Members of the House of Representatives meet on Capitol Hill Jan. 6, 2015 in Washington, D.C.
Photo by Brendan Smialowski/AFP/Getty

Diversity comes to Capitol Hill, slowly

When then-Sen. Kay Hagan (D-N.C.) first arrived on Capitol Hill, she thought she’d take advantage of the Senate pool and get some exercise. It didn’t go well – she was told that the pool was only available to men.
 
Liza Mundy explained that “some of the male senators liked to swim naked,” so “the Senate pool was males-only.”
 
Note, this happened in 2008, not 1908.
 
Sen. Chuck Schumer (D-N.Y.) intervened, using his position as chair of the Rules Committee to open the pool to men and women senators, but one Washington insider told Mundy that “it was a fight” for Schumer to make the change.
 
Six years later, diversity on Capitol Hill is improving – albeit slowly.
Here are some stunning numbers from the Washington Post: The demographic makeup of the 114th Congress (both House and Senate) is 80% white, 80% male, and 92% Christian. On the one hand, that’s more diversity than Congress has ever seen.
 
On the other hand, it has a LONG way to go to reflect the country at large (63% non-Hispanic white, 51% female, and 73% Christian).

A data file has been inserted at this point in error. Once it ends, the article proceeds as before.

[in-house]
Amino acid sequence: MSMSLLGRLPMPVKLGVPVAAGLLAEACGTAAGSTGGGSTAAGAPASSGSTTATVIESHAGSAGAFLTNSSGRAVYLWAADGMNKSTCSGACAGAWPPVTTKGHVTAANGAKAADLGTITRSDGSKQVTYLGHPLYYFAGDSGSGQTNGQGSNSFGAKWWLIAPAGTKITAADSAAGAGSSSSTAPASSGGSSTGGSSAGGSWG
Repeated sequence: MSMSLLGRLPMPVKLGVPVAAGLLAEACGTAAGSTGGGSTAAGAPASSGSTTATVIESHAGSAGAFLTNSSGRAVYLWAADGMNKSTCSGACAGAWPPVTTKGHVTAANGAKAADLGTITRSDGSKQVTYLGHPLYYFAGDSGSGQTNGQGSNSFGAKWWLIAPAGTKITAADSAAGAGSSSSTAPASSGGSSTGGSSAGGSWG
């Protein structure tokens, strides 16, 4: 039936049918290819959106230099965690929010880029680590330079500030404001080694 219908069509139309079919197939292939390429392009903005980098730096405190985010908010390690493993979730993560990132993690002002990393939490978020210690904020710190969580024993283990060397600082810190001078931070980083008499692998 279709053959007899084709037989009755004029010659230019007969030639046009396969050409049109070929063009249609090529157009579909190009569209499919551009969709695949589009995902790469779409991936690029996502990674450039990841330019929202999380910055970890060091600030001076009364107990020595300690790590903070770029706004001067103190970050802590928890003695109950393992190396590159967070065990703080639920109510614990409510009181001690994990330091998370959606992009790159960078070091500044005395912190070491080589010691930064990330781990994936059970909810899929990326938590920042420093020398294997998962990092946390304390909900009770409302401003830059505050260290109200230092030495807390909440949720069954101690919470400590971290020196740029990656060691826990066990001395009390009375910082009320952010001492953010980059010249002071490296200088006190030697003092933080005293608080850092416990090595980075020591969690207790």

The Hill yesterday described this as the “most diverse Congress in history,” which is true. Most of the diversity comes by way of Democratic lawmakers, but the fact remains that the institution is slowly starting to look more like more like the U.S. population.
 
That said, issues related to diversity are not without the occasional complication.
 
In the House, for example, Rep. Mia Love (R-Utah) this week became the first and only black woman in the House Republican conference. As the Washington Post noted, she also joined the Congressional Black Caucus yesterday, becoming the first GOP lawmaker in the caucus since Rep. Allen West’s (Fla.) single term on the Hill.
 
This wouldn’t be especially noteworthy were it not for Mia Love’s vow to take the Congressional Black Caucus “apart from the inside out.” Here’s what she said about the CBC during her first congressional campaign:
“It’s demagoguery. They sit there and ignite emotions and ignite racism when there isn’t.
 
“They use their positions to instill fear. Hope and change is turned into fear and blame. Fear that everybody is going lose everything and blaming Congress for everything instead of taking responsibility.”
This 2012 vow apparently didn’t stop the CBC from welcoming Love aboard, though it’ll be interesting to see whether, and how, the Utah Republican tries to take the caucus “apart from the inside out.”
 

Congress

Diversity comes to Capitol Hill, slowly